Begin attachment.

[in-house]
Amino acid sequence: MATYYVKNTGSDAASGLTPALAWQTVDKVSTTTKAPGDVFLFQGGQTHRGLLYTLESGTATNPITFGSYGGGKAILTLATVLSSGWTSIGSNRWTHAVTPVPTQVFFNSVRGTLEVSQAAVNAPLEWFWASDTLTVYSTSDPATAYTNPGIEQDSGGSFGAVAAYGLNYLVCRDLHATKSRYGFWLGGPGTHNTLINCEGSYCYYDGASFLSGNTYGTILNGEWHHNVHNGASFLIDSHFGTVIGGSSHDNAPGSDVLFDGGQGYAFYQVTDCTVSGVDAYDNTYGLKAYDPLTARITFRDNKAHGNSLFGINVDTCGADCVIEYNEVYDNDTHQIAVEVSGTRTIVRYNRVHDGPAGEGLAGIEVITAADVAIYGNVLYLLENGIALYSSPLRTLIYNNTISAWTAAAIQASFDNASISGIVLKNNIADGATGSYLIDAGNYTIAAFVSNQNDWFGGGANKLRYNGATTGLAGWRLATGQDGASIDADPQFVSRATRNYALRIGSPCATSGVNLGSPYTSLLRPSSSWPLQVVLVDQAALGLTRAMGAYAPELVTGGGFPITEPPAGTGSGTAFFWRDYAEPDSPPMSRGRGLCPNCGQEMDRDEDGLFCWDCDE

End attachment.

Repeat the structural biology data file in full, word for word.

[in-house]
Amino acid sequence: MATYYVKNTGSDAASGLTPALAWQTVDKVSTTTKAPGDVFLFQGGQTHRGLLYTLESGTATNPITFGSYGGGKAILTLATVLSSGWTSIGSNRWTHAVTPVPTQVFFNSVRGTLEVSQAAVNAPLEWFWASDTLTVYSTSDPATAYTNPGIEQDSGGSFGAVAAYGLNYLVCRDLHATKSRYGFWLGGPGTHNTLINCEGSYCYYDGASFLSGNTYGTILNGEWHHNVHNGASFLIDSHFGTVIGGSSHDNAPGSDVLFDGGQGYAFYQVTDCTVSGVDAYDNTYGLKAYDPLTARITFRDNKAHGNSLFGINVDTCGADCVIEYNEVYDNDTHQIAVEVSGTRTIVRYNRVHDGPAGEGLAGIEVITAADVAIYGNVLYLLENGIALYSSPLRTLIYNNTISAWTAAAIQASFDNASISGIVLKNNIADGATGSYLIDAGNYTIAAFVSNQNDWFGGGANKLRYNGATTGLAGWRLATGQDGASIDADPQFVSRATRNYALRIGSPCATSGVNLGSPYTSLLRPSSSWPLQVVLVDQAALGLTRAMGAYAPELVTGGGFPITEPPAGTGSGTAFFWRDYAEPDSPPMSRGRGLCPNCGQEMDRDEDGLFCWDCDE